A narration by members of Western Media for Environment and Conservation (WEMECO) explaining how the COVID19 pandemic that broke out in 2019 in China has affected their personal and professional lives reveals the extent to which journalists have endured the wrath of coronavirus and how it has negatively affected them.
From directly suffering from the disease to losing employment, journalists in Uganda have gone through a myriad of challenges directly resulting from the occurrence of COVID19, a pandemic that has ravaged the world leaving over 5m people dead globally and still counting.
Speaking at a members meeting sponsored by International Pollutants Elimination Network (IPEN), journalists who subscribe to WEMECO a local nongovernment organization bringing together environmental focused journalists, revealed touching tales of how journalists were negatively affected by the pandemic.
Peter Akugizibwe, the executive director of WEMECO, explained that when COVID19 happened with related restrictions, journalists, especially freelancers lost their jobs while many fully employed journalists also lost their jobs as their employers resized and cut down on spending. Many had to work from home, he adds.
“When COVID19 came, journalists were faced with many challenges, especially during the first wave. Many had to adapt to working from home and the associated technology. They had to conduct meetings via internet platforms like on zoom,” Akugizibwe said.
Drake Nyamugabwa reveals that after a thorough battering by the pandemic, many journalists had to be innovative and look for ways of working and surviving. “I had to use online means to work. I had to get internet data or free WIFI so I can work. Sometimes we had to walk distances one has never walked before to get a story,” he says.
While he was struggling with journalism in the pandemic, Nyamugabwa was introduced to poultry farming by a friend and this has helped him establish an alternative income.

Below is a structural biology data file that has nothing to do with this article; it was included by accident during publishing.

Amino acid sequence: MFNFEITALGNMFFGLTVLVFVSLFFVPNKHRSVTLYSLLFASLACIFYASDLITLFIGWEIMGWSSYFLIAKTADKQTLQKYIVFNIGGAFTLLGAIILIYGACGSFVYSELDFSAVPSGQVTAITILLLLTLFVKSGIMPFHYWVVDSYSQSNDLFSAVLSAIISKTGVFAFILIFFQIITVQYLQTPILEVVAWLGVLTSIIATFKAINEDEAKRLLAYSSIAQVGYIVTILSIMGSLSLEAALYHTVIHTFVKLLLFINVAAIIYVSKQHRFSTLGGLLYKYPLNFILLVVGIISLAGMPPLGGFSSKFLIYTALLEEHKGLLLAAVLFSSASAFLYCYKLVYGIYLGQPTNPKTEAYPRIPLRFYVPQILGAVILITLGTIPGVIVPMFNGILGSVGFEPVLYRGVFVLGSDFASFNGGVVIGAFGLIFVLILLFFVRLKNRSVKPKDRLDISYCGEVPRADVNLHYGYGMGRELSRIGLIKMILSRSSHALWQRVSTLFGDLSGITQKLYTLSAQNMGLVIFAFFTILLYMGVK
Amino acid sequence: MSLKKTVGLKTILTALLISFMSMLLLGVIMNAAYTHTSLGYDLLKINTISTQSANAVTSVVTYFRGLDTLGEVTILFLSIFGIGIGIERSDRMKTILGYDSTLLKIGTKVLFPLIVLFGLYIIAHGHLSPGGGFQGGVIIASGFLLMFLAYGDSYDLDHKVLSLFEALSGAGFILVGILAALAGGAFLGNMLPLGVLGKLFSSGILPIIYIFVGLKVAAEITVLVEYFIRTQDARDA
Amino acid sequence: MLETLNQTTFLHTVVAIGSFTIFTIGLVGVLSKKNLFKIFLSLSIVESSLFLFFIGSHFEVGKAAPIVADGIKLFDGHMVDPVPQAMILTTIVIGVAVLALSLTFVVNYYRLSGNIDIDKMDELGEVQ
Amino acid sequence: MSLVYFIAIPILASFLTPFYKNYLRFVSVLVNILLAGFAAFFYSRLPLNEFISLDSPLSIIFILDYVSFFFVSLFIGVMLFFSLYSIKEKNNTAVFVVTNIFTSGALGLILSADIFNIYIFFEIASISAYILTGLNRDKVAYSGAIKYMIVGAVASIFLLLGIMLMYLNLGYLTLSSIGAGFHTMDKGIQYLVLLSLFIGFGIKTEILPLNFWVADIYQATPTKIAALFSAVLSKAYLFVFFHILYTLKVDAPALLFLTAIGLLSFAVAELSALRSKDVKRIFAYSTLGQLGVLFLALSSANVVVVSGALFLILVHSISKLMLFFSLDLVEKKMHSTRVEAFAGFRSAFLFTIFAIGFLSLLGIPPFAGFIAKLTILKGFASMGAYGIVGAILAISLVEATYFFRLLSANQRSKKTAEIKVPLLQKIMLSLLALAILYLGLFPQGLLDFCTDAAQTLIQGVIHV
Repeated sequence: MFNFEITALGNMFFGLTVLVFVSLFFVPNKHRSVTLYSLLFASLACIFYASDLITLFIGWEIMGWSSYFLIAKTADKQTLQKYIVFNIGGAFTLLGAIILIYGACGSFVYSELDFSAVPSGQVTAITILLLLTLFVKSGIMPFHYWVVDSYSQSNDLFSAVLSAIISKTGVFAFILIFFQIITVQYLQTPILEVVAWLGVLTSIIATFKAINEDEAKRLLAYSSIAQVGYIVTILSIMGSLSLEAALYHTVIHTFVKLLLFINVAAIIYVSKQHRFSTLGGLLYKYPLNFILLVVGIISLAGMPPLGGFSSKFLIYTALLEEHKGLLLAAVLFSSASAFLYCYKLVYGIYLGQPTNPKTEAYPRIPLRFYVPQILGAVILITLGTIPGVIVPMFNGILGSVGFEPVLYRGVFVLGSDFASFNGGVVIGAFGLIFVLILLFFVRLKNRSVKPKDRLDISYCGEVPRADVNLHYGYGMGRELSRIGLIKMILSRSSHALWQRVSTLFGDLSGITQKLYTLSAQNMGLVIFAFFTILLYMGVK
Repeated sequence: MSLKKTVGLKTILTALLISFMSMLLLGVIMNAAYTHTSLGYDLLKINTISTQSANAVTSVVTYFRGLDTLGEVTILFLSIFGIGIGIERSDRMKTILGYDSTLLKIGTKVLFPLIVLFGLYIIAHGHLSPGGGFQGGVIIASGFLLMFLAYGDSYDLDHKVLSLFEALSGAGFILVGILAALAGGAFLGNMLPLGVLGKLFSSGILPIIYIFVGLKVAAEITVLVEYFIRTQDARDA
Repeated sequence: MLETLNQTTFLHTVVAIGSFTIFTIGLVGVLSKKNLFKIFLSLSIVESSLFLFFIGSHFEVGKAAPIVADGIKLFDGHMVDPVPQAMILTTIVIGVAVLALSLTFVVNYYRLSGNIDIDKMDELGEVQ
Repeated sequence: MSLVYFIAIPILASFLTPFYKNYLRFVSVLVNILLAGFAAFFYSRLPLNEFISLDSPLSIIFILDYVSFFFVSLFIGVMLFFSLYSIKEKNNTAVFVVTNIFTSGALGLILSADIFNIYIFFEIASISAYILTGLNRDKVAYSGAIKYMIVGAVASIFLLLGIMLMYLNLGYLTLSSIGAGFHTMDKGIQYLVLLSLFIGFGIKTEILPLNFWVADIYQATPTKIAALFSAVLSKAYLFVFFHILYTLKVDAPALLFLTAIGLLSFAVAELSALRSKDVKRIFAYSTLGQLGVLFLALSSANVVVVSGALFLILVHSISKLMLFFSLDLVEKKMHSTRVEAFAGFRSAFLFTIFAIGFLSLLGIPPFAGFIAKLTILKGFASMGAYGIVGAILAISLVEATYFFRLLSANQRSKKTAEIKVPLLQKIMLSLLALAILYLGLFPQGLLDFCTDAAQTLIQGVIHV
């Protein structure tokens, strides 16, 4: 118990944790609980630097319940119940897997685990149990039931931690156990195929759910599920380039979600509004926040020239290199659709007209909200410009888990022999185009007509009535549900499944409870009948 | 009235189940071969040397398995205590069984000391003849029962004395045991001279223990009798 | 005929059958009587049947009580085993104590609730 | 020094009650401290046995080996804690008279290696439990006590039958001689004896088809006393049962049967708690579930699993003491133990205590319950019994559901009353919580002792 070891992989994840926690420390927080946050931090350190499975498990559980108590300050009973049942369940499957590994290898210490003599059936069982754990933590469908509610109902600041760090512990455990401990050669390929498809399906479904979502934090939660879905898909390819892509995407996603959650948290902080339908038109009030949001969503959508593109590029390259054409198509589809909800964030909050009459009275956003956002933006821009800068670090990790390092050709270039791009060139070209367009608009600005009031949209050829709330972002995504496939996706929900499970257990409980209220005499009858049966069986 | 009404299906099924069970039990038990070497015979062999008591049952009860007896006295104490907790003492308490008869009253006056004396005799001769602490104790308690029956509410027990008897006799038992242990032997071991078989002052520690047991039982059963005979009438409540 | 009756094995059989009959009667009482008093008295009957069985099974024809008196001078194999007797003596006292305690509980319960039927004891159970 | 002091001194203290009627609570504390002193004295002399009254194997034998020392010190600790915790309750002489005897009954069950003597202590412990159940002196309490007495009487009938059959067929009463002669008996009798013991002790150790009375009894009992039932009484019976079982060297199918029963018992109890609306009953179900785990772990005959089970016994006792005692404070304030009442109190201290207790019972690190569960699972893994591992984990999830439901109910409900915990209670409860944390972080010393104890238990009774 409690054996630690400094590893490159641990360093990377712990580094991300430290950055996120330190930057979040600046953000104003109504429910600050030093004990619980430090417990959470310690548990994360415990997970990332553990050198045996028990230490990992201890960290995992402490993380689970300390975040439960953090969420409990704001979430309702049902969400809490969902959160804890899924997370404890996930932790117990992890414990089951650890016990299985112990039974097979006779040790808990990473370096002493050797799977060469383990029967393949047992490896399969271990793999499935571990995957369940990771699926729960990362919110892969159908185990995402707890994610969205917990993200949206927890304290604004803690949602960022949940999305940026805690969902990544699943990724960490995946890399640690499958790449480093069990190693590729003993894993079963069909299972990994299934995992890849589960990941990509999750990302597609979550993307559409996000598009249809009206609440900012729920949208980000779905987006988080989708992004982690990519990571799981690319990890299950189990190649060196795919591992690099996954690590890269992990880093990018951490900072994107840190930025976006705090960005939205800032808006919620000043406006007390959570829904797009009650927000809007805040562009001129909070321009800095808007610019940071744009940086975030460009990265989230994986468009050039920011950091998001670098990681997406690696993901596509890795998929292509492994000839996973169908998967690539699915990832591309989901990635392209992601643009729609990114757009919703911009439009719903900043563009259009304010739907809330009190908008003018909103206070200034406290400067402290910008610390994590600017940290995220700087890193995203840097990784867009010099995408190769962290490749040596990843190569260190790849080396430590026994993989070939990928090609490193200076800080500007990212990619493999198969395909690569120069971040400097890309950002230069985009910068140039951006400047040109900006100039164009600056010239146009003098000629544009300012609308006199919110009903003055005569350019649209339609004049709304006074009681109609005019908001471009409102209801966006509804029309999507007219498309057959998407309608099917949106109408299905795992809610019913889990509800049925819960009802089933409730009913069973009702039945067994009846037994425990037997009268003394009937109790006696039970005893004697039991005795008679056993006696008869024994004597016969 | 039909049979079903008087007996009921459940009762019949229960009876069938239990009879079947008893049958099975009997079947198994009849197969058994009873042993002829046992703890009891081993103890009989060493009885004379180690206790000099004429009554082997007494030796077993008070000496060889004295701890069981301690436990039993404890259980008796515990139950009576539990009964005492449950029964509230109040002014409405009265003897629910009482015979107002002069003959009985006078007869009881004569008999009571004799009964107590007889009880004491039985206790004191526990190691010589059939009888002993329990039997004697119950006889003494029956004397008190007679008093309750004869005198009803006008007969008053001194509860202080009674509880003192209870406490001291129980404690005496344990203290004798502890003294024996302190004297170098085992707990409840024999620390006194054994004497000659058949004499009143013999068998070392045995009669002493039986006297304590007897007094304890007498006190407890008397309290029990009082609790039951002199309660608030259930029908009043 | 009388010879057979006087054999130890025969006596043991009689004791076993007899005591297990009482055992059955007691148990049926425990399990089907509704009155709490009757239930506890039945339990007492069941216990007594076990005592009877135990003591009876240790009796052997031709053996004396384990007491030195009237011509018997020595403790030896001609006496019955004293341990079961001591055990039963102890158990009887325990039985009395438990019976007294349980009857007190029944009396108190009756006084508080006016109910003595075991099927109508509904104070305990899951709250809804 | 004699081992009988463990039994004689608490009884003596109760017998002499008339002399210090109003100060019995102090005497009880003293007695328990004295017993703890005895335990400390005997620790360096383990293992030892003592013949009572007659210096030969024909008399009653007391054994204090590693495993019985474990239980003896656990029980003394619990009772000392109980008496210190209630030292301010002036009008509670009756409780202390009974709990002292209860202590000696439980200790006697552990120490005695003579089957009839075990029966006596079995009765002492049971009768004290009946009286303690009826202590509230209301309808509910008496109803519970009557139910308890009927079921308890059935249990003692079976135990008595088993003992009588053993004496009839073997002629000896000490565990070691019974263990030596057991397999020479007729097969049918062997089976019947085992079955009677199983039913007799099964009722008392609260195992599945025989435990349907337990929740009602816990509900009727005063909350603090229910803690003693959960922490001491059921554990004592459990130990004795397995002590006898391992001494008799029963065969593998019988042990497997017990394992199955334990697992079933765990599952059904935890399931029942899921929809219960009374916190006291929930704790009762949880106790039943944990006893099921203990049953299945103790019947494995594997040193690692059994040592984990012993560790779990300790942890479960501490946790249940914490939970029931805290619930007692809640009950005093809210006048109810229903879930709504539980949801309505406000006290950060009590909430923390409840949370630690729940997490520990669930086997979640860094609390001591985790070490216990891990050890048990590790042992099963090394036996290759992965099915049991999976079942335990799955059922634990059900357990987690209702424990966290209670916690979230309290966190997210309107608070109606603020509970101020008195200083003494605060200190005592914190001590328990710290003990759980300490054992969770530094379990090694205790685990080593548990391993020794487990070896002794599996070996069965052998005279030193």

Charles Kazoba, who at the time COVID19 struck was recovering from a blood clot, was hit harder as now he was in more need of money because he hadn’t been working. And like Nyamugabwa, Kazoba turned to the internet. He embarked on research to find out how COVID19 was affecting media houses.
From his interface with managers of media houses, he noted that the entire media was struggling. “Media houses were not paying their reporters and didn’t care if the reporters reported for work,”
As a member of the Uganda Journalists Association (UJA) Kazoba and UJA mobilized for food that was distributed to journalists who were struggling. Meanwhile, he had to find a way to survive; that is when he started an online publication.
Time had come for journalists to be creative and stop relying on media houses that employed them, this he said, will empower them and be more self-reliant.
Mary Kyakuwa, who was volunteering at a media house, when COVID19 forced many to work from home, the people where she was volunteering no longer needed her services and cut off the benefits she was getting. It is at the time that she turned to bake and has not stopped to date.
Doreen Ndeezi, the chairperson of WEMECO has called on journalists to be self-motivated and be able to be journalistically productive from wherever they are. Wherever you are, something is happening; you can get a story which you can publish, Ndeezi, a senior journalist advised.
She called on journalists to report matters of COVID19 responsibly so that they don’t cause fear and panic in society.
Kennedy Mugume, a member of WEMECO, noted that while COVID19 has had a big hit on a young WEMECO, the organization has been able to officially register and become a legal entity, started keeping books of accounts, secured a bank account, built alliances and got funding for some activities.
The executive director of Bio Vision Africa, Geoffrey Kamese, one of the organizations that have supported WEMECO was upbeat that the organization can attract funding an indication that people put their trust in you and can associate with you.
“It is important in civil society, to be honest. Funders put in money and they want to see results. If you are not honest, you don’t deliver. You must be result-oriented and show that things are happening for every resource you get,” he advised.